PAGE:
I’m not opening with my usual graf this week. In fact, I debated whether or not it was even appropriate to turn in a roundup. I came home from work and paced my kitchen for an hour after the events of the police shootings in Minnesota and Louisiana unfolded.. More black lives taken from this world in an incident even Minnesota's governor admitted would not have happened had he been white.  And then, before this post could even be published, more unspeakable tragedy in Dallas, Texas, more people that won’t be going home to families today, from a protest that by all accounts had been going well beforehand. This is a beer blog, and we don’t get too political too often, save for the mention of the unbearable whiteness of brewing. And yes, sometimes we need to turn our brains off for a short period of time in the midst of chaos to maintain our composure and energy toward whatever cause we choose. If I provide you this today for a few minutes, thank you for reading. I mean that.

We all have our outlets, whether it be sports, writing, dance, reading, outlets that are as necessary for our continued surviving and thriving as food and water. But there will always be a part of me, in the midst of providing entertainment, that thinks the time I’ve taken to write something like this could be better spent doing something of significance outside of chronicling the exploits of the global purveyors of a luxury item.

But then I remember that part of the reason I write about and consume these products is the time I spend with good people at fun places having fun times. I want everyone to have the ability to experience that. I want people to have time to be carefree and to experience the community that a well curated beer scene can offer. This isn’t escapism or ignorance; it's living your life. This is why diversity in beer is important to me. And it's why it should be important to you. So I write this today with a pang of guilt but with the knowledge that maybe my words can impact someone to take a look at why the communities they’re a part of deserve to look like America. And maybe someone will come to a brewery or a bar, as they’re apt to do. Someone who has either been there before,once or a hundred times, or someone who is stepping in for the first time. And maybe they'll do so in a time of need, in a time like now, to spend a few hours with people they trust, who they can get some comfort from. Strangers and friends alike. 


The Idaho Statesman has the horrific story of Kerry Thomas, brewer at Edge Brewing Co, who sustained 2nd and 3rd degree burns on 30% of her body, injuries doctors said could very well have killed her. She currently lives through PTSD symptoms on the job and her co-workers are supportive. As Bryan Roth pointed out in January, this raises the question about on the job safety in the growing number of breweries nationwide. Be safe out there.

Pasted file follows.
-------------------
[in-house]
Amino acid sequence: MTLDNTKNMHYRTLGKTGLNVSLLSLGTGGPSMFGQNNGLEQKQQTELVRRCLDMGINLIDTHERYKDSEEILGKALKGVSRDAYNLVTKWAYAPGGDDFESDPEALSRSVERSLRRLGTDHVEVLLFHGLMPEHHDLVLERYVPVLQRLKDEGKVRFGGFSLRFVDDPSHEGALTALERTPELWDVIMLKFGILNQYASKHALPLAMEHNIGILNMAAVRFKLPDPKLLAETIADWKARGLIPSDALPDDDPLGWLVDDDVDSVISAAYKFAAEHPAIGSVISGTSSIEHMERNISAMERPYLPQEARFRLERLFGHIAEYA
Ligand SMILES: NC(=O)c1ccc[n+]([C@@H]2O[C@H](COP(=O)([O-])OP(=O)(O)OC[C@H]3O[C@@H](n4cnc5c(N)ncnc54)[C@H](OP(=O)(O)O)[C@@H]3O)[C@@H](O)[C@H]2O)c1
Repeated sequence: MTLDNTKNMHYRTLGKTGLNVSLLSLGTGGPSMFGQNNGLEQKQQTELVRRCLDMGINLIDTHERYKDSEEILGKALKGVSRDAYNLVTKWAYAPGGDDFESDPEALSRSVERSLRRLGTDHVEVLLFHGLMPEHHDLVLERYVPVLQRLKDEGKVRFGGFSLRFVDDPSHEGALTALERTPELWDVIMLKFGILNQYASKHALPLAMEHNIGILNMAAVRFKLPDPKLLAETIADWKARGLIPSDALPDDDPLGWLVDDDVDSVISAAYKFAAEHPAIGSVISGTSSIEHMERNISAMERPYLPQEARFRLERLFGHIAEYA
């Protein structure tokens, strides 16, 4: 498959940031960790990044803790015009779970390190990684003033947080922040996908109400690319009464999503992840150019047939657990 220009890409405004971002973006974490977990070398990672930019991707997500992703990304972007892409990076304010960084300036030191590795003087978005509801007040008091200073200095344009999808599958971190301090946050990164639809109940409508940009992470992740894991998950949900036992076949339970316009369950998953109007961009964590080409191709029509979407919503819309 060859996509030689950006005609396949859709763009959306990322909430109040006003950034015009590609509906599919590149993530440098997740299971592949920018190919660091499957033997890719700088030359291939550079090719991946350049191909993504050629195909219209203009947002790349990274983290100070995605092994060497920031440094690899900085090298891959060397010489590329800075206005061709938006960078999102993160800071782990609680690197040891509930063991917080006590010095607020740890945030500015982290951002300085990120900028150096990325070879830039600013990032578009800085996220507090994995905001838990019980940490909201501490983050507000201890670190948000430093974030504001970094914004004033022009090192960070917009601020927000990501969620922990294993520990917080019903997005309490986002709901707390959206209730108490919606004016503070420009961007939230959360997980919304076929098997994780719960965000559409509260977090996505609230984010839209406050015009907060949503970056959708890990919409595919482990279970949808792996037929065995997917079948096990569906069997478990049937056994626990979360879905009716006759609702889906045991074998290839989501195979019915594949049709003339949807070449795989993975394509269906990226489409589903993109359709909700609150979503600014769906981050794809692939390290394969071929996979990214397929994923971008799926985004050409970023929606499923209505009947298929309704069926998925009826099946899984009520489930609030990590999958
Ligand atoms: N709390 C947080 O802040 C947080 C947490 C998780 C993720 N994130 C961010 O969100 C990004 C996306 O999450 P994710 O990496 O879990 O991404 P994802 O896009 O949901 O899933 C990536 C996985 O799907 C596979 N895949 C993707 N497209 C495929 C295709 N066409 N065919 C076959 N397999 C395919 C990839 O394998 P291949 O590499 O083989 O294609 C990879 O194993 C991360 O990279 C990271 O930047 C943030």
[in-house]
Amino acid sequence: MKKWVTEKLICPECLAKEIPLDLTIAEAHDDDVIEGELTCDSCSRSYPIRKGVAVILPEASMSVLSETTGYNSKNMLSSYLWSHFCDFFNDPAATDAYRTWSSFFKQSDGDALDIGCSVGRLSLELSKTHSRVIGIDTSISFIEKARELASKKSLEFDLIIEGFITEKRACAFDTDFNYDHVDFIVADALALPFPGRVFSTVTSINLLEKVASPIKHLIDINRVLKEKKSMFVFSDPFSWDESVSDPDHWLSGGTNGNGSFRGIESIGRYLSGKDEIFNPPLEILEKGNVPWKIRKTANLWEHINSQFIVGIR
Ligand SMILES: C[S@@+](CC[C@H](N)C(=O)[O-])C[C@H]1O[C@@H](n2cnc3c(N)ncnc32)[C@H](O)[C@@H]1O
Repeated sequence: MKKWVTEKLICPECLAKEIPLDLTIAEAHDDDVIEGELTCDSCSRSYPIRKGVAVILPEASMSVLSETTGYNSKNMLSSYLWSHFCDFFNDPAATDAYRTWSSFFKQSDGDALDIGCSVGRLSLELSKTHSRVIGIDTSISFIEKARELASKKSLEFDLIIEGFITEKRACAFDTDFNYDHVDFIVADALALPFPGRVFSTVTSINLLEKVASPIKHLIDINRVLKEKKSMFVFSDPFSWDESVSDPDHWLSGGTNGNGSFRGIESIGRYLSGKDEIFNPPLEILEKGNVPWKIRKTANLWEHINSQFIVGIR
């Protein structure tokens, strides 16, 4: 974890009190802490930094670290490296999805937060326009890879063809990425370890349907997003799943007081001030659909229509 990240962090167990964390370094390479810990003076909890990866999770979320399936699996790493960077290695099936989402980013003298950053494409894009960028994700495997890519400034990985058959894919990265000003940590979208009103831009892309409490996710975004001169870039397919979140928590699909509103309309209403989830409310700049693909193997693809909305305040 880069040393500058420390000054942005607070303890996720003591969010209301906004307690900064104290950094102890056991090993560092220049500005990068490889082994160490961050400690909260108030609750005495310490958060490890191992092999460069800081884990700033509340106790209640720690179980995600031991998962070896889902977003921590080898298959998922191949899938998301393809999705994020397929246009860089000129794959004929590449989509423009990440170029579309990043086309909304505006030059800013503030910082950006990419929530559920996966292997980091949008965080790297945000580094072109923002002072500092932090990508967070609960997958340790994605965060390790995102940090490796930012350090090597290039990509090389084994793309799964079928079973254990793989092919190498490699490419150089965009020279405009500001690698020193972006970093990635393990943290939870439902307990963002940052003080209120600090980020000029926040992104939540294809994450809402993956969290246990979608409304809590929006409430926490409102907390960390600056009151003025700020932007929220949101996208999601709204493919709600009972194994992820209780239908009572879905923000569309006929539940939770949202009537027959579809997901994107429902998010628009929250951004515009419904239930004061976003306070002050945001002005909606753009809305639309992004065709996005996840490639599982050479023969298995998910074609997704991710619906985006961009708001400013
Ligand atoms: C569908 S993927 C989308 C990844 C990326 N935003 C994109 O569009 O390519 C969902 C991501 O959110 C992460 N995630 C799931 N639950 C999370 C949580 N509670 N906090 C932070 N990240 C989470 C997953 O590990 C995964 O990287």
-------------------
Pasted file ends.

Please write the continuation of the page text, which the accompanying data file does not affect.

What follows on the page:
Will Gordon asked what everyone's ideal tap list would be, with some criteria. Here is my best attempt at what The Diogenes Club would have on tap today:

I lamented over many beers on this list. For the rest of the crew’s, including mine, check out the site on Monday.

But then: what would these beers cost?

Bobby Bump of Right Proper Brewing asks

Well, isn’t that a toughy. First off, you have to know what kind of hops are in what you like, I guess. Everyone says Citra tastes like cat piss, but I for one don’t taste it. Don't really know why I considered this one, but decided to avoid. Falconer's Flight has always done well by me. I think that has to be there because I could just brew SMaSH beers with it for years. I’d also probably pick a German Hersbrucker variety so I could spend years perfecting my zoiglbier recipeUnless my brewing equipment broke. But I’d have to be less than 5 liters deep next time I’m at a Stube so I can ask a brewer precisely what hops they use.


Jeff Alworth talks about Rogue Brewery getting into the barrel-making business. With smaller, newer distillers feeling the heat from rising barrel costs in recent years, teaching someone cooperage, even if he does end up moving on, seems like a smart strategy. But Alworth laments the secretive approach Rogue takes to its news, never releasing any info beyond the press release. Maybe their past dust-up about labor practices has something to do with their approach. But without their word, we’ll never know for sure.


Jeremy Danner explains that this beer was simply the base for their great Saison-Brett. Then one day, they drank it.

See, brewing is easy.


So uhhhhhh here you go! *tosses and runs away*



See, brewers have been making extremely questionable branding choices for decades and centuries.


That’s all for this week. ALL ABOARD THE BEER TRAIN.


See you next week and thanks for reading. You can send me thoughts at @drinksthethings or email DCBeer with any comments or questions. But remember, be nice, I only do this for exposure.